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Is oil’s freefall the tipping point in the transition to a low-carbon economy?



ImpactAlpha, March 12A modest downturn in demand triggered a crash in oil prices that will strand billions of dollars in fossil fuel assets and, perhaps, signal a dramatic reduction in carbon emissions.

That the inciting incident was a worldwide pandemic and not, say, the adoption of electric vehicles or the establishment of a price on carbon, may not matter. Oil, says CarbonTracker’s Mike Coffin, “is in long-term structural decline.”

The cost of renewable energy and EVs have been on a steep downward curve, making many new and existing fossil fuel projects unviable.

The Spanish energy company Repsol in December became the first oil and gas major to commit to net-zero emissions by 2050 and wrote down $5 billion – for starters – in fossil fuel assets. BP followed last month (see “Leaders and laggards in the race to net-zero).

Suddenly write-downs look quaint, as fossil fuel producers risk outright default. The oil industry collectively is shouldering $86 billion of debt that will come due in two to four years.

Leave it in the ground. Oil could hit a low of $20 a barrel, Goldman Sachs predicted this week, and for the moment, neither Saudi Arabia nor Russia looks ready to fold their cards. For comparison, oil drilling in the Arctic breaks even only at an average price of about $78 a barrel. Even U.S. shale producers’ high cost of production and need for cash puts them on precarious footing that may not be eased even if oil prices rebound somewhat over the short- to medium-term (see, “Is the carbon bubble about to burst?”).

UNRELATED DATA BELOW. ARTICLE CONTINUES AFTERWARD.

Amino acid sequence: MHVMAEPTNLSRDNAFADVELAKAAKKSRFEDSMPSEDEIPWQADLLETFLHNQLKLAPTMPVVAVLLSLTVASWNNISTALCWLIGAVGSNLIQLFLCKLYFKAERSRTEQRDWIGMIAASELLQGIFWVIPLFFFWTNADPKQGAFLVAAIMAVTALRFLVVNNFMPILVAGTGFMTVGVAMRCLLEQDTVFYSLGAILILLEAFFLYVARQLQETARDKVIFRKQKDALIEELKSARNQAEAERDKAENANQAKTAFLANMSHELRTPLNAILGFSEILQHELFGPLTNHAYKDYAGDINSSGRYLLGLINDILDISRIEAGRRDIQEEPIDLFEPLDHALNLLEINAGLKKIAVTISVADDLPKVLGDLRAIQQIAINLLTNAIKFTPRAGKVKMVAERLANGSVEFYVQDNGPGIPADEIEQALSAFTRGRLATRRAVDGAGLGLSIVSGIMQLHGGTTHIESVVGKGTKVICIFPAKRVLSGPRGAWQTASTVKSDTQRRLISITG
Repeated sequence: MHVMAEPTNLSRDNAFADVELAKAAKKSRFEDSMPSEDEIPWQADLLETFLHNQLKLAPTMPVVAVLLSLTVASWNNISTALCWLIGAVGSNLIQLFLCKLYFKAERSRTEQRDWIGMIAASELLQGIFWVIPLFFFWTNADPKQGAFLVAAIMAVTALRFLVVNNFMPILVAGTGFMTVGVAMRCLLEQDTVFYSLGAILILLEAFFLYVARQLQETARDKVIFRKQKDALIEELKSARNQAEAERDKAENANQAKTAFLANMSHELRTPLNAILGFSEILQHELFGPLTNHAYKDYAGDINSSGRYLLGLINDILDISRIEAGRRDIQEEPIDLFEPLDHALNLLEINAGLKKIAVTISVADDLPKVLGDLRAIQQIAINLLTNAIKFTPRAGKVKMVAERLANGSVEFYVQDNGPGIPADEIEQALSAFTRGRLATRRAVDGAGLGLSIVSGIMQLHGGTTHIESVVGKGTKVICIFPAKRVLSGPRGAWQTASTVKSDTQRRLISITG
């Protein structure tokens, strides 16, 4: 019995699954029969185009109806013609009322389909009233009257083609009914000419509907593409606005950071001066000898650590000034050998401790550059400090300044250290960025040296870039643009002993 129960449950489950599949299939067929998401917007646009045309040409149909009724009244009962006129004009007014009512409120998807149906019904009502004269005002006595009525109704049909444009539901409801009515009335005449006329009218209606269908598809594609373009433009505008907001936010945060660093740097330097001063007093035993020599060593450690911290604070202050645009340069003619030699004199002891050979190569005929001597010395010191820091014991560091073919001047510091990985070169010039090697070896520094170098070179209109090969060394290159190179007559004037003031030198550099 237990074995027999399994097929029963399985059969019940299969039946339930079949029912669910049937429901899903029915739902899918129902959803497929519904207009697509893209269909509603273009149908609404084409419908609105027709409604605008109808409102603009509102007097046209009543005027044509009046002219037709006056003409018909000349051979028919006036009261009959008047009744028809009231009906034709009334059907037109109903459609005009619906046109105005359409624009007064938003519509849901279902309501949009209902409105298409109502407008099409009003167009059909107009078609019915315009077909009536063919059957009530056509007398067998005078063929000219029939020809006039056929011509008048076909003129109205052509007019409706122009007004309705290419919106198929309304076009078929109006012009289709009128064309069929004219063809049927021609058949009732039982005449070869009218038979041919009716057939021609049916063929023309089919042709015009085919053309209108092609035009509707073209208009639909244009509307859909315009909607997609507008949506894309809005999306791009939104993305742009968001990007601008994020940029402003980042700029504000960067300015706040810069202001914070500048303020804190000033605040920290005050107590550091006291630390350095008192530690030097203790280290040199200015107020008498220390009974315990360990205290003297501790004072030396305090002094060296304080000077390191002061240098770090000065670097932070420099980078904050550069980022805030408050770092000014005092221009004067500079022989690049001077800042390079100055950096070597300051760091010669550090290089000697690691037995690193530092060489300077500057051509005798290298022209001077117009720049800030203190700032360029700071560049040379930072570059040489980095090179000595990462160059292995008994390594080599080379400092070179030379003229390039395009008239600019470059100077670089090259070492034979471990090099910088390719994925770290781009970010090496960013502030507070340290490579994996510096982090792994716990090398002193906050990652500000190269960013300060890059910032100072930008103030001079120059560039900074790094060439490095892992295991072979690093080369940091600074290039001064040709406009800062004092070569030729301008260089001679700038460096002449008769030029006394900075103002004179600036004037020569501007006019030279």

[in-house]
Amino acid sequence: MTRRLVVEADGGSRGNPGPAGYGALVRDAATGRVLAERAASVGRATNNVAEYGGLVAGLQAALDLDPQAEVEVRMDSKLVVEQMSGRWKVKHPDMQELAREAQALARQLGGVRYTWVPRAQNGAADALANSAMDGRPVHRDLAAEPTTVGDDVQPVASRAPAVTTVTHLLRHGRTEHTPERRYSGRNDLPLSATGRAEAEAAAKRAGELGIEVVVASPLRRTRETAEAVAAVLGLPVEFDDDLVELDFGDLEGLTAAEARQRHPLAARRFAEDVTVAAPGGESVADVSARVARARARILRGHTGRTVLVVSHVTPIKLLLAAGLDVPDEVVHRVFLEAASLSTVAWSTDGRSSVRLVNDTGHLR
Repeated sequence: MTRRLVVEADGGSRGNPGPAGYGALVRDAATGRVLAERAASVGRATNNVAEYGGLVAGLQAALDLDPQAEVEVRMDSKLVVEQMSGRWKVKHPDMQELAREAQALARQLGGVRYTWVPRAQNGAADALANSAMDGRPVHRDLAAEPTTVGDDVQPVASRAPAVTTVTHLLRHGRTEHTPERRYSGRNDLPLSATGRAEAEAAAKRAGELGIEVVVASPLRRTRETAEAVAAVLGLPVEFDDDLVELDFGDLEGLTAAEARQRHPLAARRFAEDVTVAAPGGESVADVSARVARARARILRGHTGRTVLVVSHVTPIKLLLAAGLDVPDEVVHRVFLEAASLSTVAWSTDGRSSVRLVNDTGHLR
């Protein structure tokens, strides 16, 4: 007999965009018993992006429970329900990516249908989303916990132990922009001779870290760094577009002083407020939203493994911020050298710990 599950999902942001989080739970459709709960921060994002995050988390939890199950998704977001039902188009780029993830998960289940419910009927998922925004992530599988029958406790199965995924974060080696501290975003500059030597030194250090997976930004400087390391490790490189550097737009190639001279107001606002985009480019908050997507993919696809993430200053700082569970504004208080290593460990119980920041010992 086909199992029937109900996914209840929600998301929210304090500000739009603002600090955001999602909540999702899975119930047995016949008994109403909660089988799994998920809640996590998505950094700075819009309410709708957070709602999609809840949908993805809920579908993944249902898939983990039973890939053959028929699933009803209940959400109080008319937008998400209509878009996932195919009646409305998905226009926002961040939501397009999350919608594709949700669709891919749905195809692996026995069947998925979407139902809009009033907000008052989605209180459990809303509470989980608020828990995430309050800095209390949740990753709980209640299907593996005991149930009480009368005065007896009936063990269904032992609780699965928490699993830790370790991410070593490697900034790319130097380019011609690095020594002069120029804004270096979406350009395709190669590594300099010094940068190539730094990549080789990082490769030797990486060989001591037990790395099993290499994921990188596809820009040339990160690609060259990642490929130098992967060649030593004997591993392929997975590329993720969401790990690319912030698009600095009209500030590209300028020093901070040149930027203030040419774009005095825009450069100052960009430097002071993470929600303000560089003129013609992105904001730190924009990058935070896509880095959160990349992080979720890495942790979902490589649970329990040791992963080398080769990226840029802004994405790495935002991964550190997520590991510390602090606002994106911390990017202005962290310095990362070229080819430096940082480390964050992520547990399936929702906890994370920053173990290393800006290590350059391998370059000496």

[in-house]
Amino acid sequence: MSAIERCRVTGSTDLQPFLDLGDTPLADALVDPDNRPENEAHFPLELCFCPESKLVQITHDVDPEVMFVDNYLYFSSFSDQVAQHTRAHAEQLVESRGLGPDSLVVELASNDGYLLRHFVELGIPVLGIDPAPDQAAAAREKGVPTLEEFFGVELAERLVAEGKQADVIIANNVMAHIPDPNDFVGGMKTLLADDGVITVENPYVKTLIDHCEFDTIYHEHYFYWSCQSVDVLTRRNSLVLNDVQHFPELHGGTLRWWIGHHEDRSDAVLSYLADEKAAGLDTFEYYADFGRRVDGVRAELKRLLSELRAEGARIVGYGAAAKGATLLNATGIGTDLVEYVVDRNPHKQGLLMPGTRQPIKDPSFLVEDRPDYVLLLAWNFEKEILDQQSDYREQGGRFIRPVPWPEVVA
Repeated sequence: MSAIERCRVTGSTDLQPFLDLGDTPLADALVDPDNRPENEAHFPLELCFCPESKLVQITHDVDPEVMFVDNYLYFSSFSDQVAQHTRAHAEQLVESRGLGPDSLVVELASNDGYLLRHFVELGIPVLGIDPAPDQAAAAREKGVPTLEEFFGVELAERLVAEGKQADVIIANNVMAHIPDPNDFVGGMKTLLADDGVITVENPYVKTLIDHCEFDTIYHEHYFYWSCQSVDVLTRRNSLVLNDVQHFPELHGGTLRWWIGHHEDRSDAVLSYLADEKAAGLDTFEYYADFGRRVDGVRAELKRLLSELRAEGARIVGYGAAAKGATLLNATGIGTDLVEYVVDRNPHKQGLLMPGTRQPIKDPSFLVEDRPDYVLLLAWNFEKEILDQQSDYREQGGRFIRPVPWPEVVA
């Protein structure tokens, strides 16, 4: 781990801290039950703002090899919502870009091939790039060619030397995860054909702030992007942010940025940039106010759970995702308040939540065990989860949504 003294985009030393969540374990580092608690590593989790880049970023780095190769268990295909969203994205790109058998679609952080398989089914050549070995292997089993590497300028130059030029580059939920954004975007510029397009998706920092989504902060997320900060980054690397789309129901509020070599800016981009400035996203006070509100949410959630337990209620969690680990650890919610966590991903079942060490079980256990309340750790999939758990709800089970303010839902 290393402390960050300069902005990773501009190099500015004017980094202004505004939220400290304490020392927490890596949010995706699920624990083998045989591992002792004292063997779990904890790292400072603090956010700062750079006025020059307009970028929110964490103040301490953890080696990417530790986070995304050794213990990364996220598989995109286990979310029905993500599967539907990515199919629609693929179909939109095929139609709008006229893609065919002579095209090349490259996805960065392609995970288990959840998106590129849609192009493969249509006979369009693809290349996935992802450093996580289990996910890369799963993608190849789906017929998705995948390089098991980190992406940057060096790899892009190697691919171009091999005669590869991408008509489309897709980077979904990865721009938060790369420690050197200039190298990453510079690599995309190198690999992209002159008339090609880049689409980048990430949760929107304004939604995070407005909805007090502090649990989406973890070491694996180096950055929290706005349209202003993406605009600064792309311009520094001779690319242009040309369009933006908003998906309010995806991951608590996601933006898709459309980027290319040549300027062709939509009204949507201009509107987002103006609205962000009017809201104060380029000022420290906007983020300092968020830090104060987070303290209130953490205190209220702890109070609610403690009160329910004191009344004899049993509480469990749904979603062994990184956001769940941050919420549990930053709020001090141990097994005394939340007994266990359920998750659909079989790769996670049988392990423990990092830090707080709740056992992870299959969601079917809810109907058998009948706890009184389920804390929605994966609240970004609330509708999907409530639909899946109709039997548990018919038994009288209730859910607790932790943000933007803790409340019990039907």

Low prices provide an opportunity to wean the fossil fuel industry off of subsidies (which remain double the subsidies for renewables, according to the International Energy Agency. Instead, the Trump administration has signaled that it may bail out U.S. producers. Any propping up of oil companies “is a bad scenario for climate,” says Coffin. 

Stranded financial assets. U.S. and global bankers, including JPMorgan Chase, Wells Fargo and Citigroup, provided almost $2 trillion in new fossil fuel financing between 2016 and 2018. JPMorgan, the largest bank and fossil fuel funder, has more than $40 billion in credit exposure to the oil and natural gas industries.

To be sure, that’s a fraction of JPMorgan’s lending. More exposed: Banks in oil-rich states such as Oklahoma’s BOK Financial and Bank7 Corp. and Texas-based Cadence Bancorporation make a higher percentage of their loans to the industry, according to Keefe, Bruyette & Woods.

Shareholder showdown. Fossil fuel producers increasingly are at odds with asset owners and managers, who are looking for the industry to better manage its own decline.

Shareholders are pressing for more disclosure on potential for stranded assets from natural gas producers like Sempra Energy and Dominion Energy, which are building out infrastructure in states such as California and Virginia that have pledged to transition to 100% clean energy. The companies appealed to the S.E.C., which granted  their request to ignore the resolutions.

“As states clamp down on greenhouse gas emissions, long-lived natural gas infrastructure is increasingly likely to be stranded,” said Lila Holzman of shareholder advocacy group As You Sow, which filed the resolutions. By excluding the resolutions, “These companies are seeking to avoid responsibility for a risk that will only grow.”

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